September 19, 2014
Pope’s message is authentic
What looked like the making of a brewing diplomatic spat between the Vatican and President Cristina Fernández de Kirchner’s government was quickly put to rest yesterday after Pope Francis contradicted comments from one of his closest advisers, who had cast doubt on the authenticity of a message from the pope.
Pope Francis called the Argentine Ambassador to the Holy See Juan Pablo Cafiero early in the morning to tell him that the note “expressing good wishes” to Fernández de Kirchner — and all Argentines — for the May 25 holiday was authentic after all.
The pontiff appeared eager to bring to an end a confusing series of events in which the government first touted the letter Thursday before a close ally to the pope dismissed it as a fake and high-level government officials gave a late-night press conference on the issue.
The one who sparked the whole spat, and the series of mysteries and back-and-forths, was Father Guillermo Karcher, an Argentine priest close to the pope, who is currently posted in Rome. Karcher called the letter a fake on Thursday evening, prompting before high-level government officials to hold a press conference informing that the letter had been received through the normal diplomatic channels and that they had no reason to doubt its authenticity.
Before being declared as a fake by Father Karcher, the government had widely distributed a copy of the letter in which the Pope sent his “warm greetings” and desires for “united path of solidarity and justice” in Argentina.
The government’s distribution of the letter was significant within the context of a recent low-intensity exchange of words between the Catholic Church and the government over a Church report that claimed Argentina was “sick with violence.” Later comments by both Church and government representatives scaled back the tone of the spat with thinly-veiled criticisms over the media’s coverage of the report.
The criticism of the media was also present yesterday.
Ambassador Cafiero wrote to President Fernández de Kirchner that Pope Francis “has expressed his annoyance with some media outlets that sought to make a mountain out of a molehill to generate conflict, without taking the trouble to properly inform society.”
Blame for all
Fernández de Kirchner yesterday published on Twitter and Facebook the letter from Ambassador Cafiero in which he described the phone call with Pope Francis.
The fact that the pope has recognized the authenticity of the letter does not explain spelling errors nor the fact that it was dated May 15, despite the fact that the letter was received on Wednesday by the Argentine presidency.
Nonetheless, statements yesterday by Pope Francis, the Apostolic Nuncio to Buenos Aires Emil Paul Tscherrig, and the very same representative that first cast doubt on the letter, Father Guillermo Karcher, brought to close an affair as the officials tried to explain the whole thing away with one word: “confusion.”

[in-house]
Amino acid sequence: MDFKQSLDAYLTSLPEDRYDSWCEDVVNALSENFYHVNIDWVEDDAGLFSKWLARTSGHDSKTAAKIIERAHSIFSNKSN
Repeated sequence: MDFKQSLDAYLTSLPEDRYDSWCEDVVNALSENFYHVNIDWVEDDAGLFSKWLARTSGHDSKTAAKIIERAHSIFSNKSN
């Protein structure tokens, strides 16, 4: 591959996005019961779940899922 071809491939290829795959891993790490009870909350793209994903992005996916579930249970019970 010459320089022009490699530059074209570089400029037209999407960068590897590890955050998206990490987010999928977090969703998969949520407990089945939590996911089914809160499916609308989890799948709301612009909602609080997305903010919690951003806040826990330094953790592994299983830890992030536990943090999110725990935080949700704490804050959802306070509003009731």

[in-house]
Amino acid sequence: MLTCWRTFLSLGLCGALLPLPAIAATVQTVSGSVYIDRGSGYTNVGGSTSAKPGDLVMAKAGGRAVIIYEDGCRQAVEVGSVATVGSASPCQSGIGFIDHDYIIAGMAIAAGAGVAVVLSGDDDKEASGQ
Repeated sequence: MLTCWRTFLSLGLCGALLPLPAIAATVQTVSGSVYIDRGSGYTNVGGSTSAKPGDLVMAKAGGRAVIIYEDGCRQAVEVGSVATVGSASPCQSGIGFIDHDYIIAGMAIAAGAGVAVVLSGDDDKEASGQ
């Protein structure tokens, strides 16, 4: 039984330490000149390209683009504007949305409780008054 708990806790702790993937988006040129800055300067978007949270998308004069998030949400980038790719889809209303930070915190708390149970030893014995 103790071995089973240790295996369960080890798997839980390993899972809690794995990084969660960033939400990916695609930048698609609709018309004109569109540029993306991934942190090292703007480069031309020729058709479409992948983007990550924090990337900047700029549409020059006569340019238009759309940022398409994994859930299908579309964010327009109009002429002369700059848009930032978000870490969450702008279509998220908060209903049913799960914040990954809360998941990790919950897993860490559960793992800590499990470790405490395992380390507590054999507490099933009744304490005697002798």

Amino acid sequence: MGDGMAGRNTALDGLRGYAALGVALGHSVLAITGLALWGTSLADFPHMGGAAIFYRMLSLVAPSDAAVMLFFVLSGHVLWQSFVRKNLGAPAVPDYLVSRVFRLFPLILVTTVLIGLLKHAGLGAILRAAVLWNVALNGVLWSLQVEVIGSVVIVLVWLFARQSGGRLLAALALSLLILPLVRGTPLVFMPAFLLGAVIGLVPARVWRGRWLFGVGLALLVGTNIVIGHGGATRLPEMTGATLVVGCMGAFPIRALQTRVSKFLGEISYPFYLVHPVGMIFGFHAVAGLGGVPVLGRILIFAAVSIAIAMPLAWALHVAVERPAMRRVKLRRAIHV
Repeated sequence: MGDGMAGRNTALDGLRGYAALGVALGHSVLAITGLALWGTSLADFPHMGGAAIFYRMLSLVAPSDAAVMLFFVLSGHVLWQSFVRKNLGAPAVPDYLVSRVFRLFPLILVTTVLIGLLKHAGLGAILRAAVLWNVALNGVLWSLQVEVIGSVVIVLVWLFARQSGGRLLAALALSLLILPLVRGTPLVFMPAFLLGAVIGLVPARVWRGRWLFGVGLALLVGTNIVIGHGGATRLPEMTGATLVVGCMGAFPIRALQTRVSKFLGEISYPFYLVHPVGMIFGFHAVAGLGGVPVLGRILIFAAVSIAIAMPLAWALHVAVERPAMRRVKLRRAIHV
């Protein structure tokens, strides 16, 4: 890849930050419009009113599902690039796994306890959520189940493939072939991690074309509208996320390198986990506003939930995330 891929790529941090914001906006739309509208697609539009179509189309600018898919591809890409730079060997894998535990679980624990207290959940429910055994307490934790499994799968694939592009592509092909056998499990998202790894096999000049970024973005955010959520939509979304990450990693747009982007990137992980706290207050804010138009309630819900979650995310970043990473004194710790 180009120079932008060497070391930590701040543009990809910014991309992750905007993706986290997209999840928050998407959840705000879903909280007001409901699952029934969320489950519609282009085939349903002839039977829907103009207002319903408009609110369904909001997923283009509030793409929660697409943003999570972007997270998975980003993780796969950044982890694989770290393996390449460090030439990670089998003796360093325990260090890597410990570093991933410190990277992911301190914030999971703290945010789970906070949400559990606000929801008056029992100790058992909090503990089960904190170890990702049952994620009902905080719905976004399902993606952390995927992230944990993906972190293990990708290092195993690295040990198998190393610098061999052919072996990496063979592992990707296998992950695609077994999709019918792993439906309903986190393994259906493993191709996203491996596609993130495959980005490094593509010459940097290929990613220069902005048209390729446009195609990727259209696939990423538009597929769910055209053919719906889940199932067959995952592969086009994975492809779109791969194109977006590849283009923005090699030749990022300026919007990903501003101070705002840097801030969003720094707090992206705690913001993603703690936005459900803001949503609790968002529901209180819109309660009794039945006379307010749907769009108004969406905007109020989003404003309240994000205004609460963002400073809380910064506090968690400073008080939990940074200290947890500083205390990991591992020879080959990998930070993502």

Karcher seemed to dance around his comments that launched a thousand headlines Thursday by saying the pope did not in fact send a letter, but rather a telegram.
“It has to be absolutely clarified; everything is official but it is not a letter — it’s a telegram,” Father Karcher said yesterday morning.
“I correct my statements”, he said. “It is an official telegram, a legitimate one, that comes ahead of the May 25 national holiday,” he added alluding to the 204th anniversary of the May Revolution that marked the beginning of Argentina’s independence from the Spanish crown.
Karcher had called the distribution of what he considered a fake letter from the pope on Thursday as “an act of bad faith”, calling it “unbelievable” and that it was unfortunate that the pontiff’s name had been used in such a way. In conversation with radio station del Plata yesterday morning, Karcher backtracked heavily and recognized that such a characterization had been excessive and that the contents of the letter were consistent with the pope’s feelings and wishes.
Father Jorge Lozano, Bishop of Gualeguaychú added that “he had no idea where Guillermo Karcher got the information that the letter was a fake and why he doubted or who he consulted.”
Karcher had told cable news channel C5N that he had discussed the matter with the pope himself.
Lozano added that “I had a look at the letter that the pope sent last year to the president and the Argentine people and it has a similar tone. Having seen it... I had no suspicions that it wasn’t real” while also adding that it was true that the new letter was more informal.
For his part, Tscherrig appeared to assign responsibility for the back-and-forth on Karcher, saying that the kerfuffle “was part of a confusion that did not come from this house, this nunciature.” He added that he was unable to explain the cause of the confusion. He did add that the letter “was a normal letter, a normal message between two governments” and that he hoped that the May 25 festivities “brings people together and that they pray for peace.”
Government ends talk
Presidential Chief-of-Staff Oscar Parrilli yesterday announced that given the new clarifications, “the government has nothing else to add on this matter.”
Religious Affairs Secretary Guillermo Oliveri echoed the sentiment, telling Radio Vorterix that “at this point there is no need to add any confusion. Our attitude has been clear.”
Parrilli and Oliveri led an improptu news conference on Thursday in which they clarified that they “had no reason to doubt the veracity” of the letter given that it had arrived through the normal channels. At the time of the news conference, the letter was still believed to be a fake and the Nuncio was not available for comment.
Herald staff with DyN, Télam